Electoral College

The Accusation of a 'Rigged Election' Has Happened Before

By James Traub,
from The Wall Street Journal,

Andrew Jackson’s outrage over his 1824 defeat by John Quincy Adams shows the havoc that claims of a fixed election can wreak on the winner. The 'Corrupt Bargain'.

Andrew Jackson had every reason to consider himself the victor of the presidential election of 1824. In a hard-fought campaign, he had won the most popular votes and electoral votes, too. But because he didn’t gain an outright majority in the Electoral College, the election was thrown into the House of Representatives, as the Constitution stipulated.

There Jackson faced his top rivals for the White House, Secretary of State John Quincy Adams and Treasury Secretary William Crawford. With Crawford out of contention because of an incapacitating stroke, it was plain that either Jackson or Adams would carry a majority of the 24 states that then constituted the union. The key to victory lay with the wily speaker of the House, Henry Clay of Kentucky, who also had been a candidate for president but had finished well behind. After a series of discreet and carefully indirect conversations with Adams, Clay was persuaded that he would be asked to serve as secretary of state in an Adams administration, thus improving his own future presidential prospects. Clay announced his support for Adams.

Privately, Clay also appears to have persuaded the congressional delegation of his native Kentucky, as well as those of Ohio and Missouri, to throw their support to the standard-bearer of old New England. Adams carried all three states on his way to a stunning first-ballot victory in the House of Representatives. The moment Adams named Clay as his secretary of state, an enraged Jackson began claiming that the election had been rigged. Donald Trump, as we learned in the last of his debates with Hillary Clinton, is threatening to become the first presidential candidate in modern history to lose an election and call it fixed. But in the nation’s early years, when democratic norms had not yet come to be regarded as holy writ, the presidential loser could, and sometimes did, make just that claim. Mr. Trump’s goal, like Jackson’s, would not be to get the results overturned but rather to cripple a winner whom he regarded, or at least claimed to regard, as illegitimate—and to position himself as the beneficiary of that failure. Jackson’s subsequent crusade against Adams shows just how ruinous such an allegation can be.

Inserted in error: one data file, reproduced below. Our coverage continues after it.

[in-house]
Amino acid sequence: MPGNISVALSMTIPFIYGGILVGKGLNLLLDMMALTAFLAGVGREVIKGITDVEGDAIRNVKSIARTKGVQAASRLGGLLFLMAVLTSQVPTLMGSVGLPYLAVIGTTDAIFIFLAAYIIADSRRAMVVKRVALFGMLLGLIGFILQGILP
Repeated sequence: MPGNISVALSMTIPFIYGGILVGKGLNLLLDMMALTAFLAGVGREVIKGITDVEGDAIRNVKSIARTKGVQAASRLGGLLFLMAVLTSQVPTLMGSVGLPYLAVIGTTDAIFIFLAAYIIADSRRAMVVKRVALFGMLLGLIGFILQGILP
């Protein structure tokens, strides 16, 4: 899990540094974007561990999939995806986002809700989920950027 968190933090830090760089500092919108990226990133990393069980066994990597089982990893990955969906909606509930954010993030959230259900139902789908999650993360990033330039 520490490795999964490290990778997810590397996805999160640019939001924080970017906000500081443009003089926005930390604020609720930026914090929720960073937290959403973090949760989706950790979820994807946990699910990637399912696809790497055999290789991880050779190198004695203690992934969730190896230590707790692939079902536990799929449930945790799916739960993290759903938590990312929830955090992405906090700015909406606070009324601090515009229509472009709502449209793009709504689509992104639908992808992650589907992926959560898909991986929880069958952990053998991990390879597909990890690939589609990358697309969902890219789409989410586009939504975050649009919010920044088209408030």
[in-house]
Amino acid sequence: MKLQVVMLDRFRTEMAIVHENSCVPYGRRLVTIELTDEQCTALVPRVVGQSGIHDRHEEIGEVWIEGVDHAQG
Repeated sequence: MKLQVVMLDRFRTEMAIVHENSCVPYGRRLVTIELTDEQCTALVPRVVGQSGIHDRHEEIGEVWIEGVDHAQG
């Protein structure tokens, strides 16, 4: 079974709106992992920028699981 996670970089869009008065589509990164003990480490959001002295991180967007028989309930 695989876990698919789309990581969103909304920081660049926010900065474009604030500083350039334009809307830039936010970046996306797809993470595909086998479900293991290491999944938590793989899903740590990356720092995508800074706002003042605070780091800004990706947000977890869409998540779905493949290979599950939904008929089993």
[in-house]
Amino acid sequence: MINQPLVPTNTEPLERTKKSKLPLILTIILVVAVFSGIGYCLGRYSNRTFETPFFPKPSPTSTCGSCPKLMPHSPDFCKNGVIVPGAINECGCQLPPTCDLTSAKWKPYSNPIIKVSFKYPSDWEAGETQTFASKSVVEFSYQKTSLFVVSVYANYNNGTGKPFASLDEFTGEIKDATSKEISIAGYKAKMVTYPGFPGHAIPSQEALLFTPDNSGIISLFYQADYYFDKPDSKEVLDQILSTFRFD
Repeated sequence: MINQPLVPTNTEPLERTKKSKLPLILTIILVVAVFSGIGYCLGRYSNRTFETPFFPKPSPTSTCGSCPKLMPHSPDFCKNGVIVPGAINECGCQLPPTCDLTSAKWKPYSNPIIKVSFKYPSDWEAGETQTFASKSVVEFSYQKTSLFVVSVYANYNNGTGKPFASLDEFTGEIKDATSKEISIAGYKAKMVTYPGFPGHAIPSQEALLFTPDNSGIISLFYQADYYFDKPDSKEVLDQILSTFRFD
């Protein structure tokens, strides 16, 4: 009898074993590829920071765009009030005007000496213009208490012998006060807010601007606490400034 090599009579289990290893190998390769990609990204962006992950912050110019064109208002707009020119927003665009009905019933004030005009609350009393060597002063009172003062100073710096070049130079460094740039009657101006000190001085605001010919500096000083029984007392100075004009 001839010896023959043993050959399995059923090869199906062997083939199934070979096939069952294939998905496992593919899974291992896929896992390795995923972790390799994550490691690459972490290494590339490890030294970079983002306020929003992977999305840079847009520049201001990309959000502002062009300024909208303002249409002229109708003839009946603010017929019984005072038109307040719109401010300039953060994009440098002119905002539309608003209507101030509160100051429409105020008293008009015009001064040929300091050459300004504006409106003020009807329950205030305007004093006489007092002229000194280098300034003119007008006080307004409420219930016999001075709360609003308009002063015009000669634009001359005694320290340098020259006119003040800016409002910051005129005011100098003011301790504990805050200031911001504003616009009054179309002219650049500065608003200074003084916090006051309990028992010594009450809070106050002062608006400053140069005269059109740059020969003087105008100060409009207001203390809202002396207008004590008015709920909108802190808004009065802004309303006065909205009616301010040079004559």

The election of 1824 took place during a brief interval of nonpartisan politics. The Federalist Party of Alexander Hamilton and John Adams had disappeared, and the Democratic Party that Jackson himself would usher into being had not yet taken shape. President James Monroe called himself a “Democratic-Republican,” as did both John Quincy Adams and Jackson. On the issues, Adams and Clay were nationalists who championed an active federal government, while Crawford and Jackson, the Southerners, stood for states’ rights. But no one salient issue emerged to define the race, which in the end turned into a contest of personal popularity.

Jackson once called Clay “the basest, meanest scoundrel that ever disgraced the image of God.

In 1828, Andrew Jackson was elected president with 56% of the popular vote and two-thirds of the electoral vote. Three times as many Americans voted as had in 1824. It was the beginning of the “Jacksonian Revolution,” a period that, according to the historian Arthur M. Schlesinger Jr., saw the rise of new classes of men, Eastern laborers as well as Western pioneers, who challenged the existing order and demanded a political system that worked on their behalf. Schlesinger’s Jackson is the great-grandfather of modern liberalism (a patrimony that the small-government Jackson would have furiously forsworn).

Democracy, after all, is not just a set of practices but a culture. It lives not only in such formal mechanisms as party and ballot but in the instincts and expectations of citizens. Objective circumstances—jobs, war, competition from abroad—shape that political culture, but so do the words and deeds of leaders.

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